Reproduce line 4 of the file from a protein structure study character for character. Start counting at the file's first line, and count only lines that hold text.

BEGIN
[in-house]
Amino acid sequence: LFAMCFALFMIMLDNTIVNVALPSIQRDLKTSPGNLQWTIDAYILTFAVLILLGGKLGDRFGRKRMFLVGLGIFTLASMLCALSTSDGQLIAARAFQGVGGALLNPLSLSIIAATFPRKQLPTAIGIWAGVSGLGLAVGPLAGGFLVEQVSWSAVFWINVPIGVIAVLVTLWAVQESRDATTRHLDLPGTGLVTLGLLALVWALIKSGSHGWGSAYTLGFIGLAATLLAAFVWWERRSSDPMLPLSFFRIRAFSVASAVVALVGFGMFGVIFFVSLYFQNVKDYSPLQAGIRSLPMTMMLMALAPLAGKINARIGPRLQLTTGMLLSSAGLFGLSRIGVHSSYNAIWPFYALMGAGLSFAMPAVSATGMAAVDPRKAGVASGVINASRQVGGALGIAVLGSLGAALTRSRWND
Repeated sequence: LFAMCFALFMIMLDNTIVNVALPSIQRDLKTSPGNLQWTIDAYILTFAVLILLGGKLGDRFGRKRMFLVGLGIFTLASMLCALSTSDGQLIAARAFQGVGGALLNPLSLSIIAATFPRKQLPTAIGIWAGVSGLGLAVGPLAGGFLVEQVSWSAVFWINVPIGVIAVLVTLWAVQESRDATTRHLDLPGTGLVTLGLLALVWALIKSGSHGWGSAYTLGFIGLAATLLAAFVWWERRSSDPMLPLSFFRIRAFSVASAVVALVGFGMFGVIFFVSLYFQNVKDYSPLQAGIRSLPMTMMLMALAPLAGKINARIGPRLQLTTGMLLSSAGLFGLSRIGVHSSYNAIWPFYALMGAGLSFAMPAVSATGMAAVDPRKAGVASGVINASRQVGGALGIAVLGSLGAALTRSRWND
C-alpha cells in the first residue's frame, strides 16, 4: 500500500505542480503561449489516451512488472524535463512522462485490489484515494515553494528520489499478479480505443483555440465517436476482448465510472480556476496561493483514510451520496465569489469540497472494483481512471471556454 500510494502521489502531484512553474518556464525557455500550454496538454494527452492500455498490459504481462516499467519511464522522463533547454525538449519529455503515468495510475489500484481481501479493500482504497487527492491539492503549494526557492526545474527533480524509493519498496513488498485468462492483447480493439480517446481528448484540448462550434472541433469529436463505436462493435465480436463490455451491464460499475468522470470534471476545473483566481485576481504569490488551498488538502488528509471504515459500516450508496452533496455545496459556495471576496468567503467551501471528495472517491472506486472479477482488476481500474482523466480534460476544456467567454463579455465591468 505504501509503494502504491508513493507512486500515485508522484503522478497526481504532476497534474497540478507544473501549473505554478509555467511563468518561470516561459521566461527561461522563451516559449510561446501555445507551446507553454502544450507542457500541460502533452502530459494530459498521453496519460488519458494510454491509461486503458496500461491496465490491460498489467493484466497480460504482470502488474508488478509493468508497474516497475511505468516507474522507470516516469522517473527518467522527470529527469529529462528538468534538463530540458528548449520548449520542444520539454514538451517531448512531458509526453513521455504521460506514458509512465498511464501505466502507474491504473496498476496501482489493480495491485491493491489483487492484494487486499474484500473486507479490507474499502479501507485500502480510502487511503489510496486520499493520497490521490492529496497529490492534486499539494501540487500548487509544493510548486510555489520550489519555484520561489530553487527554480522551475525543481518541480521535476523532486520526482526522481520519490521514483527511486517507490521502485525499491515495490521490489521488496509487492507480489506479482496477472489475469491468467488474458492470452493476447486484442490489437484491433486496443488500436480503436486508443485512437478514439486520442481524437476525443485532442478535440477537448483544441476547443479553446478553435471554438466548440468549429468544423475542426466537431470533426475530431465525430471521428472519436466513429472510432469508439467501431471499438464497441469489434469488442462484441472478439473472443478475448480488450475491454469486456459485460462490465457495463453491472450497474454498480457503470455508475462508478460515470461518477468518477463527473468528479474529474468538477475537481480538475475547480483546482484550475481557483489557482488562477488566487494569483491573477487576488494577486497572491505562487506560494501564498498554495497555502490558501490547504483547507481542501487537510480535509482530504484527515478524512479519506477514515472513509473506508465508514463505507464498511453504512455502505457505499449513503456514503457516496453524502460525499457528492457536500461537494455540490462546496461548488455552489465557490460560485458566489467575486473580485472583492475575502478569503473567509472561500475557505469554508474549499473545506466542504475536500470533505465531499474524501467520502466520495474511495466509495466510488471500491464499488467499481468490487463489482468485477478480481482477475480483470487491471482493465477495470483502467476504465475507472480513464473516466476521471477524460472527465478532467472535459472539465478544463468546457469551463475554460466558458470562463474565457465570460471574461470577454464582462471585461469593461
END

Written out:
C-alpha cells in the first residue's frame, strides 16, 4: 500500500505542480503561449489516451512488472524535463512522462485490489484515494515553494528520489499478479480505443483555440465517436476482448465510472480556476496561493483514510451520496465569489469540497472494483481512471471556454 500510494502521489502531484512553474518556464525557455500550454496538454494527452492500455498490459504481462516499467519511464522522463533547454525538449519529455503515468495510475489500484481481501479493500482504497487527492491539492503549494526557492526545474527533480524509493519498496513488498485468462492483447480493439480517446481528448484540448462550434472541433469529436463505436462493435465480436463490455451491464460499475468522470470534471476545473483566481485576481504569490488551498488538502488528509471504515459500516450508496452533496455545496459556495471576496468567503467551501471528495472517491472506486472479477482488476481500474482523466480534460476544456467567454463579455465591468 505504501509503494502504491508513493507512486500515485508522484503522478497526481504532476497534474497540478507544473501549473505554478509555467511563468518561470516561459521566461527561461522563451516559449510561446501555445507551446507553454502544450507542457500541460502533452502530459494530459498521453496519460488519458494510454491509461486503458496500461491496465490491460498489467493484466497480460504482470502488474508488478509493468508497474516497475511505468516507474522507470516516469522517473527518467522527470529527469529529462528538468534538463530540458528548449520548449520542444520539454514538451517531448512531458509526453513521455504521460506514458509512465498511464501505466502507474491504473496498476496501482489493480495491485491493491489483487492484494487486499474484500473486507479490507474499502479501507485500502480510502487511503489510496486520499493520497490521490492529496497529490492534486499539494501540487500548487509544493510548486510555489520550489519555484520561489530553487527554480522551475525543481518541480521535476523532486520526482526522481520519490521514483527511486517507490521502485525499491515495490521490489521488496509487492507480489506479482496477472489475469491468467488474458492470452493476447486484442490489437484491433486496443488500436480503436486508443485512437478514439486520442481524437476525443485532442478535440477537448483544441476547443479553446478553435471554438466548440468549429468544423475542426466537431470533426475530431465525430471521428472519436466513429472510432469508439467501431471499438464497441469489434469488442462484441472478439473472443478475448480488450475491454469486456459485460462490465457495463453491472450497474454498480457503470455508475462508478460515470461518477468518477463527473468528479474529474468538477475537481480538475475547480483546482484550475481557483489557482488562477488566487494569483491573477487576488494577486497572491505562487506560494501564498498554495497555502490558501490547504483547507481542501487537510480535509482530504484527515478524512479519506477514515472513509473506508465508514463505507464498511453504512455502505457505499449513503456514503457516496453524502460525499457528492457536500461537494455540490462546496461548488455552489465557490460560485458566489467575486473580485472583492475575502478569503473567509472561500475557505469554508474549499473545506466542504475536500470533505465531499474524501467520502466520495474511495466509495466510488471500491464499488467499481468490487463489482468485477478480481482477475480483470487491471482493465477495470483502467476504465475507472480513464473516466476521471477524460472527465478532467472535459472539465478544463468546457469551463475554460466558458470562463474565457465570460471574461470577454464582462471585461469593461